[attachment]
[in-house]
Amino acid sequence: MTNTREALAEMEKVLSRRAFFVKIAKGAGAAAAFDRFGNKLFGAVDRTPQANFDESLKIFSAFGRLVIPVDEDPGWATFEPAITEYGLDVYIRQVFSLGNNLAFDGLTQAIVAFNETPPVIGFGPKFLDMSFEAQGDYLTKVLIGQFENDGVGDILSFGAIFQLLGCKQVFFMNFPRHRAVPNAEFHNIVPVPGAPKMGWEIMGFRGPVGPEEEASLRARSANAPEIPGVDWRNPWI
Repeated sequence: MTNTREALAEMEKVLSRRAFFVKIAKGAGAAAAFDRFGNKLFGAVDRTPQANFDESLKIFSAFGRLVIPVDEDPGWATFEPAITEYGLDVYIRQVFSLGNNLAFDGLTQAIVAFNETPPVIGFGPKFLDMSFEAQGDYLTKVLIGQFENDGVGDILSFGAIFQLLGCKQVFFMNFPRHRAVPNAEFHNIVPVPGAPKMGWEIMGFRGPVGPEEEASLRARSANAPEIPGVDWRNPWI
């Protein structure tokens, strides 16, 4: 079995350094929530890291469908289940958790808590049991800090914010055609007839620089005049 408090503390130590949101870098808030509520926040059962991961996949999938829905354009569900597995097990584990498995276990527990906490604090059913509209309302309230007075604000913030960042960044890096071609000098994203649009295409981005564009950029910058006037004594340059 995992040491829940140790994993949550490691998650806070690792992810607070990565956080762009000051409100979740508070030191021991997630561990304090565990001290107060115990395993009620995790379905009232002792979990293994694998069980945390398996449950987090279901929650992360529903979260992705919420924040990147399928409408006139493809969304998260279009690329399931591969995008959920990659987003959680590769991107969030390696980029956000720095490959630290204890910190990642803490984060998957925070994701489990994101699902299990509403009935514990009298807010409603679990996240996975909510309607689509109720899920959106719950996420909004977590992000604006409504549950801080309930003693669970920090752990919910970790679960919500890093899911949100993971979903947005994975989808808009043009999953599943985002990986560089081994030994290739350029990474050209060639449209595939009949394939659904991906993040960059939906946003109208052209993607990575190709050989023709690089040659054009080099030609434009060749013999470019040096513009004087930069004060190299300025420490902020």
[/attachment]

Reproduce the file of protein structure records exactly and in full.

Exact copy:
[in-house]
Amino acid sequence: MTNTREALAEMEKVLSRRAFFVKIAKGAGAAAAFDRFGNKLFGAVDRTPQANFDESLKIFSAFGRLVIPVDEDPGWATFEPAITEYGLDVYIRQVFSLGNNLAFDGLTQAIVAFNETPPVIGFGPKFLDMSFEAQGDYLTKVLIGQFENDGVGDILSFGAIFQLLGCKQVFFMNFPRHRAVPNAEFHNIVPVPGAPKMGWEIMGFRGPVGPEEEASLRARSANAPEIPGVDWRNPWI
Repeated sequence: MTNTREALAEMEKVLSRRAFFVKIAKGAGAAAAFDRFGNKLFGAVDRTPQANFDESLKIFSAFGRLVIPVDEDPGWATFEPAITEYGLDVYIRQVFSLGNNLAFDGLTQAIVAFNETPPVIGFGPKFLDMSFEAQGDYLTKVLIGQFENDGVGDILSFGAIFQLLGCKQVFFMNFPRHRAVPNAEFHNIVPVPGAPKMGWEIMGFRGPVGPEEEASLRARSANAPEIPGVDWRNPWI
């Protein structure tokens, strides 16, 4: 079995350094929530890291469908289940958790808590049991800090914010055609007839620089005049 408090503390130590949101870098808030509520926040059962991961996949999938829905354009569900597995097990584990498995276990527990906490604090059913509209309302309230007075604000913030960042960044890096071609000098994203649009295409981005564009950029910058006037004594340059 995992040491829940140790994993949550490691998650806070690792992810607070990565956080762009000051409100979740508070030191021991997630561990304090565990001290107060115990395993009620995790379905009232002792979990293994694998069980945390398996449950987090279901929650992360529903979260992705919420924040990147399928409408006139493809969304998260279009690329399931591969995008959920990659987003959680590769991107969030390696980029956000720095490959630290204890910190990642803490984060998957925070994701489990994101699902299990509403009935514990009298807010409603679990996240996975909510309607689509109720899920959106719950996420909004977590992000604006409504549950801080309930003693669970920090752990919910970790679960919500890093899911949100993971979903947005994975989808808009043009999953599943985002990986560089081994030994290739350029990474050209060639449209595939009949394939659904991906993040960059939906946003109208052209993607990575190709050989023709690089040659054009080099030609434009060749013999470019040096513009004087930069004060190299300025420490902020």